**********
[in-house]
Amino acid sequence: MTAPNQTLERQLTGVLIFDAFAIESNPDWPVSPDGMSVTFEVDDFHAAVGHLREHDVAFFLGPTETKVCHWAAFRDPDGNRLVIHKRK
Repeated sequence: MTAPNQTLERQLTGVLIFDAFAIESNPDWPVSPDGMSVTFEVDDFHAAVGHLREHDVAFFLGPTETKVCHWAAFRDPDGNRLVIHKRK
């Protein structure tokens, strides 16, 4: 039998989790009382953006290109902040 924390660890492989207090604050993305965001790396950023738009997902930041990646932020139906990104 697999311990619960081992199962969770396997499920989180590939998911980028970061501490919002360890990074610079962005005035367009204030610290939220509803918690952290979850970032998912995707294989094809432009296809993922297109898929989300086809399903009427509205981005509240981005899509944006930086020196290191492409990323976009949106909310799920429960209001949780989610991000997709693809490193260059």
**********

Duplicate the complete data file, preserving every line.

[in-house]
Amino acid sequence: MTAPNQTLERQLTGVLIFDAFAIESNPDWPVSPDGMSVTFEVDDFHAAVGHLREHDVAFFLGPTETKVCHWAAFRDPDGNRLVIHKRK
Repeated sequence: MTAPNQTLERQLTGVLIFDAFAIESNPDWPVSPDGMSVTFEVDDFHAAVGHLREHDVAFFLGPTETKVCHWAAFRDPDGNRLVIHKRK
């Protein structure tokens, strides 16, 4: 039998989790009382953006290109902040 924390660890492989207090604050993305965001790396950023738009997902930041990646932020139906990104 697999311990619960081992199962969770396997499920989180590939998911980028970061501490919002360890990074610079962005005035367009204030610290939220509803918690952290979850970032998912995707294989094809432009296809993922297109898929989300086809399903009427509205981005509240981005899509944006930086020196290191492409990323976009949106909310799920429960209001949780989610991000997709693809490193260059």